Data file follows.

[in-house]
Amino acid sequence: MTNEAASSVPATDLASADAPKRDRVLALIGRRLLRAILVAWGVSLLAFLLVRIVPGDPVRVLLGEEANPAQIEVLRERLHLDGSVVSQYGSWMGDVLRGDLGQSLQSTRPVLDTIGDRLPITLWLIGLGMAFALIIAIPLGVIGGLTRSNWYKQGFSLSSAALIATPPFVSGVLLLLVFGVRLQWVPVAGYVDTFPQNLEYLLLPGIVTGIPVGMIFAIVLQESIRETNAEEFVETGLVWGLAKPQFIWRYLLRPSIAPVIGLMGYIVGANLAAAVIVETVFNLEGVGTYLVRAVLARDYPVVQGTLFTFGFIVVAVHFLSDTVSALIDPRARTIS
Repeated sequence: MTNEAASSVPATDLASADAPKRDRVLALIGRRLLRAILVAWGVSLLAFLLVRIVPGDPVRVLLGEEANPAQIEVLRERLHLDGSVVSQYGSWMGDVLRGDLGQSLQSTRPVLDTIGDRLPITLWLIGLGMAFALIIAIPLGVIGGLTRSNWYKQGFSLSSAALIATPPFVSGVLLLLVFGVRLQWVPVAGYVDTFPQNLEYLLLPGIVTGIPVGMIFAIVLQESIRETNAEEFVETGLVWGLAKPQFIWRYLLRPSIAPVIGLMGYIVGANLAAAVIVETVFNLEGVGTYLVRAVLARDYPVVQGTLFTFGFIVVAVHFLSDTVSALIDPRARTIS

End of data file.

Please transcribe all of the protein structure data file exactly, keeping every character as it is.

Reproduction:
[in-house]
Amino acid sequence: MTNEAASSVPATDLASADAPKRDRVLALIGRRLLRAILVAWGVSLLAFLLVRIVPGDPVRVLLGEEANPAQIEVLRERLHLDGSVVSQYGSWMGDVLRGDLGQSLQSTRPVLDTIGDRLPITLWLIGLGMAFALIIAIPLGVIGGLTRSNWYKQGFSLSSAALIATPPFVSGVLLLLVFGVRLQWVPVAGYVDTFPQNLEYLLLPGIVTGIPVGMIFAIVLQESIRETNAEEFVETGLVWGLAKPQFIWRYLLRPSIAPVIGLMGYIVGANLAAAVIVETVFNLEGVGTYLVRAVLARDYPVVQGTLFTFGFIVVAVHFLSDTVSALIDPRARTIS
Repeated sequence: MTNEAASSVPATDLASADAPKRDRVLALIGRRLLRAILVAWGVSLLAFLLVRIVPGDPVRVLLGEEANPAQIEVLRERLHLDGSVVSQYGSWMGDVLRGDLGQSLQSTRPVLDTIGDRLPITLWLIGLGMAFALIIAIPLGVIGGLTRSNWYKQGFSLSSAALIATPPFVSGVLLLLVFGVRLQWVPVAGYVDTFPQNLEYLLLPGIVTGIPVGMIFAIVLQESIRETNAEEFVETGLVWGLAKPQFIWRYLLRPSIAPVIGLMGYIVGANLAAAVIVETVFNLEGVGTYLVRAVLARDYPVVQGTLFTFGFIVVAVHFLSDTVSALIDPRARTIS